The Shasta County Air Quality Management District (AQMD) is advising Shasta County residents to remain aware of potential smoke impacts due to multiple wildfires burning in the Northern California region. Wildfires burning in the region may transport varying amounts of wildfire smoke into the populated areas of Shasta County. Certain areas may experience higher
concentrations of smoke based on proximity to wildfires and current weather conditions. The public — especially those with respiratory or heart disease, the elderly, pregnant women and children—should remain alert, and if necessary, reduce or avoid all outdoor exertion when wildfire smoke is present.
Everyone else should limit prolonged exertion in areas of noticeable smoke accumulation. To minimize exposure to smoke:
• Limit exercise and outdoor activities
• Remain indoors with the windows and doors closed
• Turn on an air conditioner with a recirculation setting (such as in a vehicle)
• Non?HEPA paper face mask filters and bandana-type face coverings may be helpful in reducing the spread of germs and viruses, but they are not capable of filtering out extra fine particulates that are much smaller in size. Therefore, non-HEPA masks will not be helpful in protecting individuals from smoke-related impacts.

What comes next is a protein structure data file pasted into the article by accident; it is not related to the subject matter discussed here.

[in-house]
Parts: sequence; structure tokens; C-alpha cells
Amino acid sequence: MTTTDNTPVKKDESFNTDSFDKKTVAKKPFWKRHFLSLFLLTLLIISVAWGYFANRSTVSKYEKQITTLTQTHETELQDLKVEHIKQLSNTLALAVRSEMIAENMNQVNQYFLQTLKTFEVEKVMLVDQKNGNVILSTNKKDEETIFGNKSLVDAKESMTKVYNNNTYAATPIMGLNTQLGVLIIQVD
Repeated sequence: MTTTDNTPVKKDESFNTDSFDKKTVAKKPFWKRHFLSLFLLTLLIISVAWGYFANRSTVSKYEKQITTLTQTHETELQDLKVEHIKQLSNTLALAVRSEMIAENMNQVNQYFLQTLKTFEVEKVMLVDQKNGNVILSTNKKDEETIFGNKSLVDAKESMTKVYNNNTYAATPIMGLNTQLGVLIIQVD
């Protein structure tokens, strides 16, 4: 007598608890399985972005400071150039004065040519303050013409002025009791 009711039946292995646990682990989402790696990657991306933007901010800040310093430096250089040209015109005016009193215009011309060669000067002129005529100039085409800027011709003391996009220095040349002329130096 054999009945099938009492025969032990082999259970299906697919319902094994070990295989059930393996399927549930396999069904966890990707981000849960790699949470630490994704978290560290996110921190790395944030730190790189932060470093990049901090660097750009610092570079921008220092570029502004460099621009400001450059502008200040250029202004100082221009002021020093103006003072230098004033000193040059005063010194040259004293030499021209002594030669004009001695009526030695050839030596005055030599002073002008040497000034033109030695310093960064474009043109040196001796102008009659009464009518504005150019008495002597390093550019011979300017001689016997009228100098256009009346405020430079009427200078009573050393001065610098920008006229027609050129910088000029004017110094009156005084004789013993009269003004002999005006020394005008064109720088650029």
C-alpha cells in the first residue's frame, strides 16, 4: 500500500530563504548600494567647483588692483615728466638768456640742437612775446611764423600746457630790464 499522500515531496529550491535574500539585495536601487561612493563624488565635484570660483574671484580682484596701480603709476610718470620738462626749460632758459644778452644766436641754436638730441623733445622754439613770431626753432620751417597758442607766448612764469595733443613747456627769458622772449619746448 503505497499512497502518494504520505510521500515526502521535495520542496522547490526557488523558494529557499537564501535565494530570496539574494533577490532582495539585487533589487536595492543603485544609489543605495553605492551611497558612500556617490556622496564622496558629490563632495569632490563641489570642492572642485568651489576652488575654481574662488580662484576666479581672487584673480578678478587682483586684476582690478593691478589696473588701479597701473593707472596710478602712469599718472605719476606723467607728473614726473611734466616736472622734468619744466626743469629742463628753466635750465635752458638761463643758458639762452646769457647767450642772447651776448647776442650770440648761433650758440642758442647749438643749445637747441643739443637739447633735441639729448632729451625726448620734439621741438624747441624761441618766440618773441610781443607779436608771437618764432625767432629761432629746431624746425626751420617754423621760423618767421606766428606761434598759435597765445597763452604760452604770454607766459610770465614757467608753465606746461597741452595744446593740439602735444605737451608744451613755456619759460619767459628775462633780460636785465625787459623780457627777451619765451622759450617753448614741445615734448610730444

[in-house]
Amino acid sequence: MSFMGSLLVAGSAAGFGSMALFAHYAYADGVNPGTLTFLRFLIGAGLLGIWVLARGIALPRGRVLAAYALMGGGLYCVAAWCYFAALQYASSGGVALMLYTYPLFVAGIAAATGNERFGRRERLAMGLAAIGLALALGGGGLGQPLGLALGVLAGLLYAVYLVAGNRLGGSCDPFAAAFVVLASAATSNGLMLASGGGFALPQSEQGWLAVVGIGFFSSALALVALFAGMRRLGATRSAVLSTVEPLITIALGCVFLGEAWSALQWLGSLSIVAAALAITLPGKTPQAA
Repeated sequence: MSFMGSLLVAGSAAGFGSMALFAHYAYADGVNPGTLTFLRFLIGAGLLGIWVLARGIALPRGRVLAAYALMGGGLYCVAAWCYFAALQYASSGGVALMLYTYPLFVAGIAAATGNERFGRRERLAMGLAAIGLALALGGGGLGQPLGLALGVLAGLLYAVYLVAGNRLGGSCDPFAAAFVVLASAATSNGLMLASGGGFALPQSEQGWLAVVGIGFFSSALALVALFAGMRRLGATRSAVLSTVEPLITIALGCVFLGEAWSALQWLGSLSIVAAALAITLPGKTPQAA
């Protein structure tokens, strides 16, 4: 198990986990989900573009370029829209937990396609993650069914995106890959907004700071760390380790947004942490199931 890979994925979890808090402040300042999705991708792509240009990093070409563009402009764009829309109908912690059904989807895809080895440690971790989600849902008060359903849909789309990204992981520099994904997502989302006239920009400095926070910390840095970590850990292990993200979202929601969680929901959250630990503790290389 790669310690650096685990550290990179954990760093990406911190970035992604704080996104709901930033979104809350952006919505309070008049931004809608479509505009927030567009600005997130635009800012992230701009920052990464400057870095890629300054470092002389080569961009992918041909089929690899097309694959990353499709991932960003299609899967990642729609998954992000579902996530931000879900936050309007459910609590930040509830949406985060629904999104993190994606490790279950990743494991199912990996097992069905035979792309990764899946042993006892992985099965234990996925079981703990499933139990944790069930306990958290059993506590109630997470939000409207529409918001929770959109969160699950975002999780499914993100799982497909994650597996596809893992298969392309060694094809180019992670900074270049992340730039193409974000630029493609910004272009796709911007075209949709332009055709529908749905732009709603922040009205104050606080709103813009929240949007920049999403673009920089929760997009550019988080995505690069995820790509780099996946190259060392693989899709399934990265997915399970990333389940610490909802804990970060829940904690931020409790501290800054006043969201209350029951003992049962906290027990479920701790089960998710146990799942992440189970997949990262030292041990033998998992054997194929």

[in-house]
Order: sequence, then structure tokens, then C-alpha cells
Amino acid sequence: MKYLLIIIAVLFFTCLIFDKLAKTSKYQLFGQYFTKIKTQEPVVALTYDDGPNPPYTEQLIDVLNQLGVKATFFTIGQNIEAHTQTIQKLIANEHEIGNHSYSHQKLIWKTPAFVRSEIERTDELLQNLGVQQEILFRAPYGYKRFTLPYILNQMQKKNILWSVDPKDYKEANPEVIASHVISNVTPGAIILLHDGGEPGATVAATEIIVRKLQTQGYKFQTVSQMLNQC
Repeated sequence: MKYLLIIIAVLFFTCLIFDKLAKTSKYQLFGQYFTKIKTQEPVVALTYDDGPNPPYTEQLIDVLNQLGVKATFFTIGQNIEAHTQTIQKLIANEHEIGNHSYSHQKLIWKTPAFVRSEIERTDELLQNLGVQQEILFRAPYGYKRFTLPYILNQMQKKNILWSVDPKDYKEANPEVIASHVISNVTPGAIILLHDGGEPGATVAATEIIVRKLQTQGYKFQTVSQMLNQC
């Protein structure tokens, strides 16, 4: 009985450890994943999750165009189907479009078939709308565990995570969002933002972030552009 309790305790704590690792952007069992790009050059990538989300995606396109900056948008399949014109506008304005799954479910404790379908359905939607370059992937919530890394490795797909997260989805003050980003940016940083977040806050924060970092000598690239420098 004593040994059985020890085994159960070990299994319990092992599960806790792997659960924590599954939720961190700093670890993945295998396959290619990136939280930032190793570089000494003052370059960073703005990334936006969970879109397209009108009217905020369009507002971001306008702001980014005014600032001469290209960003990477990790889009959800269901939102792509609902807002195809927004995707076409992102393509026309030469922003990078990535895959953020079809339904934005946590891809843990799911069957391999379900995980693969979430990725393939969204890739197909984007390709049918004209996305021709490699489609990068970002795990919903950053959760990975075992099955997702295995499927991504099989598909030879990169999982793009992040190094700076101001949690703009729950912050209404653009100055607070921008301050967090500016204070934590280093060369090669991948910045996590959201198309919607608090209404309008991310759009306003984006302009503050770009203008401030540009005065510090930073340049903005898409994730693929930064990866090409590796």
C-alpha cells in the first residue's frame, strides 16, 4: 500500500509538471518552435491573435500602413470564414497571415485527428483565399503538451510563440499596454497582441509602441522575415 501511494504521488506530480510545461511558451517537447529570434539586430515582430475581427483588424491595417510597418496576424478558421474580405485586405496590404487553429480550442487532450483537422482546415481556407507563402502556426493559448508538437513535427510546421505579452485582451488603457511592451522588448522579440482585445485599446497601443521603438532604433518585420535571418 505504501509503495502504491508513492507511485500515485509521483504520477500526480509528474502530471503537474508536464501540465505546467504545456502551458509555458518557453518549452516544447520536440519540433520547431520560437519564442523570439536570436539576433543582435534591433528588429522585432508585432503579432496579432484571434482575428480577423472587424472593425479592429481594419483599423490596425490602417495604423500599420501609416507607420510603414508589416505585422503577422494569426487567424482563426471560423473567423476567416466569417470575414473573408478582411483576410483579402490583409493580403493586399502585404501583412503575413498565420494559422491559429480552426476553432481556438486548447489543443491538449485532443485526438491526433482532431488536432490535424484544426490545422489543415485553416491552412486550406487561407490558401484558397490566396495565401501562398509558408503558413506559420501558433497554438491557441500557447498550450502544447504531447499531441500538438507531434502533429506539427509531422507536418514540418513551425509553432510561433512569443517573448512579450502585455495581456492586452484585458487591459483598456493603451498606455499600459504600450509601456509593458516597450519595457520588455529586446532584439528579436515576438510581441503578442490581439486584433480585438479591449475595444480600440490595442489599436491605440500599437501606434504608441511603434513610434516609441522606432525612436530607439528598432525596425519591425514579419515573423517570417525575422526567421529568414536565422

The Air Quality Management District operates two air quality monitors in Anderson and Redding that continuously monitor for fine particulate matter less than 2.5 microns in size (PM2.5). Some areas of Shasta County may experience higher concentrations of smoke than others depending on wind patterns and topography. All individuals are urged to use proper judgement when planning activities.
The Air Quality Index (AQI) readings from the fixed monitors are updated hourly and are available at Shasta County AQMD’s Current Air Quality Map
Additionally, AirNow—a partnership of the U.S. Environmental Protection Agency, National Oceanic and Atmospheric Administration (NOAA), National Park Service, NASA, Centers for Disease Control, and tribal, state and local air quality agencies—has created a sensor data pilot project designed to provide the public with additional information on levels of particle pollution (PM2.5) in the air, particularly during wildfires. The project adds data from low-cost sensors to the Fire and Smoke Map on the AirNow.gov website.
For additional information and updates, visit the Shasta County Air Quality Management District
Wildfire Smoke Webpage or call 225-5674.
Additional safety tips can be found at the Shasta County Health and Human Services Agency’s protect yourself from wildfire smoke webpage.